It happened the other day…
The day had started like most mornings, I prepared my toddler sons breakfast, then sat down to drink my tea while mentally planning the day ahead. My plan went something like this…
- Finish breakfast & tea and clean up
- Go to the play park for some fresh air and outdoor time
- Snack and book time
- Nap time
- Lunch time
- Playtime and more outdoor time
- Dinner time
- Wind down time
- Mummy Relax time (ha!)
Lots of ¨times¨ planned… now I am not rigid on schedules, but I like to follow a sort of flow shall we say! After breakfast, I did the usual leaving the house checklist; make sure diaper is clean, water bottle full, shoes on, you get the idea! We were ready and off we set. I opened the door and we walked out on our way to the play park.
About 4 minutes after leaving the house my son found a trail of leafcutter ants and decided to sit down and watch them for 20 minutes. Every time I said ¨come on let´s go to the park now¨he simply said ¨No shaking his head and pointing to the ants. While I thought this was cute, I started feeling annoyed! It was over 85 degrees (we were in the shade) and the humidity was around 98%. I kept trying to coax him to the park by saying things like ¨don´t you want to go on the slide?¨what about the swings? etc. Then it hit me
WHY WAS I IN A RUSH TO GET TO THE PARK?
After all, the entire point was to get outside, explore, get fresh air, and connect with nature? He was doing exactly that! I was the one trying to rush him to the park and for what! because it was on my list? It hit me like a ton of bricks…
How often in the day do we rush around trying to get to the next thing on our lists without really taking the time to enjoy the moments to their fullest?
Now if I had to be at work, or had an appointment I understand I couldn´t spend all the time in the world just staring at the ants… but I didn´t, the only thing on my list was to get outdoors to the park that morning.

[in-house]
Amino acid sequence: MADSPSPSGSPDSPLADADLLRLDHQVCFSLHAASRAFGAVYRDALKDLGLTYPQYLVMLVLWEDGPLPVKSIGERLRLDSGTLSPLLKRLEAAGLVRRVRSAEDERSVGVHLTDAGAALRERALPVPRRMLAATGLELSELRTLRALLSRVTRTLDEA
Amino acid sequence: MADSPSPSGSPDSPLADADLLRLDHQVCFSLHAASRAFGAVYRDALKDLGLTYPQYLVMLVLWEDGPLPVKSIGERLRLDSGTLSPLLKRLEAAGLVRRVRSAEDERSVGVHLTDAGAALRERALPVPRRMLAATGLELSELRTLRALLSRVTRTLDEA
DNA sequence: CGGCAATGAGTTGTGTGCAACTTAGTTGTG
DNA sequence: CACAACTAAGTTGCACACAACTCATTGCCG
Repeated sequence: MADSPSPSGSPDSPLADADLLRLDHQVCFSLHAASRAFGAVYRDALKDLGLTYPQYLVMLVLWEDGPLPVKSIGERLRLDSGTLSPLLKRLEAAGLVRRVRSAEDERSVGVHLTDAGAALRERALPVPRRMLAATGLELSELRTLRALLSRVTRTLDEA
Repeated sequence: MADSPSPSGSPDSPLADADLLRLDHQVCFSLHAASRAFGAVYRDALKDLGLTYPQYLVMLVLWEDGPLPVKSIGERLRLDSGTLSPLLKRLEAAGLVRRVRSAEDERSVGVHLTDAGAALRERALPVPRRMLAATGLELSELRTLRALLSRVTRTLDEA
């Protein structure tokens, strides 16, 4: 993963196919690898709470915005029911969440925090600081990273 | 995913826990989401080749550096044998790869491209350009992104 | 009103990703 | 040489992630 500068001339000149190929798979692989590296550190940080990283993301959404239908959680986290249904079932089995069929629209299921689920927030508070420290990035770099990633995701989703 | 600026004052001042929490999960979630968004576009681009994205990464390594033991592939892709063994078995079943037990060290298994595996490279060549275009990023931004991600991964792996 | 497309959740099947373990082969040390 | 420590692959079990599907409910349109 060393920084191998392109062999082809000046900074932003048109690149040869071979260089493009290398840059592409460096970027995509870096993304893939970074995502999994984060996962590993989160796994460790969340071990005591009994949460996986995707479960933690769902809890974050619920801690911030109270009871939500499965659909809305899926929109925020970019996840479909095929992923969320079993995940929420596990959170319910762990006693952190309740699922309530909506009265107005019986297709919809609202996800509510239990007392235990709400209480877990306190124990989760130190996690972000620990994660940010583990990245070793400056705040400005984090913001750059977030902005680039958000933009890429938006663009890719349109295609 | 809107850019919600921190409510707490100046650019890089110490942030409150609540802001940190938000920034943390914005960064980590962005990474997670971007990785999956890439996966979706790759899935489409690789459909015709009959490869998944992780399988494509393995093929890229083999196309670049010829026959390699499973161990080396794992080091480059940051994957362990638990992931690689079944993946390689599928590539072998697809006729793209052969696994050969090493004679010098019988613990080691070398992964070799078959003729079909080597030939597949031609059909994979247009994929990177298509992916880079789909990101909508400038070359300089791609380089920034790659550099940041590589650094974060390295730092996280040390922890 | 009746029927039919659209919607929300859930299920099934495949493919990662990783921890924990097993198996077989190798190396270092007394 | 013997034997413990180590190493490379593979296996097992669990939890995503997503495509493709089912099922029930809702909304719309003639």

My son didn´t care about the slide, the swings, the park, he was in the moment, living life to the fullest and enjoying the beauty and wonders this world has to offer! Needless to say, we didn´t actually make it to the park, but we did have a fun time!
It then made me think…
how many tantrums could be avoided if we as parents would slow down for a second to really take in the moment and evaluate the situation?
Are we truly in a rush or is it only our imaginary importance we place on things we should be doing? If the answer is no then why insist on an activity because it´s in our plans or because we think it’s a good idea? If the answer is yes, then obviously we need to easily and gently move forward with our day while still respecting the curiosity and adventurousness nature of our kids.
One technique, if you are in a rush, is what I call the play and count method.
Get down to your child’s level and explain that you can see that they are enjoying themselves but that it´s time to leave, or stop playing with XYZ. Then simply say you can continue doing XYZ until you count to 10 (you can choose any number you like but I wouldn´t do less than 10.. also count slowish) and that once you have reached that number it´s time to leave.
So far this technique has been working great! However, I’m not going to lie this doesn´t always work, mainly when my son is either tired or hungry, but providing his belly is full and he’s not too tired it works extremely well.
Now providing your not in a rush, let’s look at ways to slow down with our kids
Stop planning activities for every hour of the day
Don´t get me wrong it’s nice to have activities and good for our kids too. But in our modern day world, we can often find ourselves “pressured” into signing up for every activity available in order to give our children the “perfect childhood” and exposure to as many different things as possible.
Do our kids really need to be doing gymnastics, piano, swimming, Spanish, karate, and dance lessons multiple times per week any sometimes in the same day? NO!